A key question since IS captured much of northern and western Iraq last year concerns the ability of the Iraqi army to reconstitute itself after such a defeat. Going by recent fighting this is simply not happening, and failure here has important political consequences for Iraq and the region as a whole. It means that IS is not being beaten back by the regular army in its most important strongholds in Iraq. As a result the Baghdad government is this weekend poised to send Shia militias into overwhelmingly Sunni Anbar province to reinforce the army. “We are under tremendous pressure,” an army officer fighting in Anbar was quoted as saying. “We are in the midst of a war of attrition, which I am afraid will play into the hands of Islamic State.” He described their fighters as being “everywhere”.

The move of Shia militiamen, organised and in part directed by Iranian officers, into western Sunni Iraq creates a dilemma for the US. The Americans have been insisting that the militias be under the military control of Baghdad, though how you prove this is another matter. Washington had been hoping to repeat, if only in miniature, its success in using anti-al-Qaeda tribes and communities against the jihadis in 2006-08. Today this is almost impossible because there are no longer 150,000 US troops in Iraq, IS has shown it will kill anybody opposing it, and Sunni-Shia sectarian fear and hatred is deeper than ever. The 90,000 Sunni refugees who fled Ramadi for Baghdad when the fighting started found it difficult or impossible to enter the capital because they were suspected of being IS infiltrators. Their fate is a grim illustration of the degree to which Iraq no longer exists as a unified country.

At the heart of the failure of the US and its allies to defeat IS over the last 10 months is the problem that what makes military sense is politically toxic and vice versa. The strongest military force opposing IS in Iraq is the Iranian-backed Shia militias, but the US imperative to limit Iranian influence in Iraq means that it does not want to support the militias with air strikes. In Syria, there is a somewhat similar situation since the Syrian army is the most powerful military force in the country, but it does not receive US tactical air support when fighting IS or Jabhat al-Nusra, the al-Qaeda affiliate, because a US priority remains to displace President Bashar al-Assad. As a result IS is not under serious military pressure in Syria and its leader, Abu Bakr al-Baghdadi, has recently issued orders for fighters to transfer from Aleppo to Iraq.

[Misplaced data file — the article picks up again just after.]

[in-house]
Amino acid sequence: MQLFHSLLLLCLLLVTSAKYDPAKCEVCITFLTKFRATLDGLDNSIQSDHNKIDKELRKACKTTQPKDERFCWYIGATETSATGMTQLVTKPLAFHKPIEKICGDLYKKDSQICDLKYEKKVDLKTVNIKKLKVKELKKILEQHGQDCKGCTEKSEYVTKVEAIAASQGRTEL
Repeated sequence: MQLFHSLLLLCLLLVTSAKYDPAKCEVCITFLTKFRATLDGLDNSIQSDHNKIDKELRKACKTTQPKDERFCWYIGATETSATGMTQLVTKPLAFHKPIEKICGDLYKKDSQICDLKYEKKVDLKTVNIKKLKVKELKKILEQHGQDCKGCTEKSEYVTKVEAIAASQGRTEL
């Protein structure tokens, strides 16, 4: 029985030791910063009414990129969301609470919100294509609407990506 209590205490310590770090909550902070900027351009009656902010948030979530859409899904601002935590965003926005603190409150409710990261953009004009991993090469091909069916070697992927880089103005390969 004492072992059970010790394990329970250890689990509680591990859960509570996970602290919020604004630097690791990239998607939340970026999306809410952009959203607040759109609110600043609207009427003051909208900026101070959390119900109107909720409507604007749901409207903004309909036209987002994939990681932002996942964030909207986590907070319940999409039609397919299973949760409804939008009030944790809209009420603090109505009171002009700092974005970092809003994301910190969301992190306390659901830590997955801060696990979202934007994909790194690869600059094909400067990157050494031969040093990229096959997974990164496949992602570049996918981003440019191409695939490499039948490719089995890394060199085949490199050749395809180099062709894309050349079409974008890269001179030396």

Wishful thinking about the strength of IS and other al-Qaeda-type movements is not confined to foreign powers. Baghdad governments are always inclined to believe their own propaganda or see themselves as victims of conspiracies. Last summer the Shia leaders in Baghdad had convinced themselves that they were the victims of a conspiracy in which the Kurds were in league with IS. It came as a shock to them when the Kurds were the next victims of an IS offensive last August. In Baghdad last week the Interior Minister, Mohammed Salem al-Ghabban, summoned dozens of journalists to meet him so he could blame them for creating the conditions for IS successes.

The Pentagon’s misleading map shows the degree to which false optimism dominates the thoughts and actions of the outside powers in Iraq, Syria and rest of the Middle East. It reminds me of the situation early last year when President Obama, in receipt of the best information US intelligence could give him, dismissed IS as being the equivalent of a small-time basketball team whose actions were of no importance.

Patrick Cockburn is the author of The Jihadis Return: ISIS and the New Sunni Uprising

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Patrick Cockburn is the author of  The Rise of Islamic State: ISIS and the New Sunni Revolution.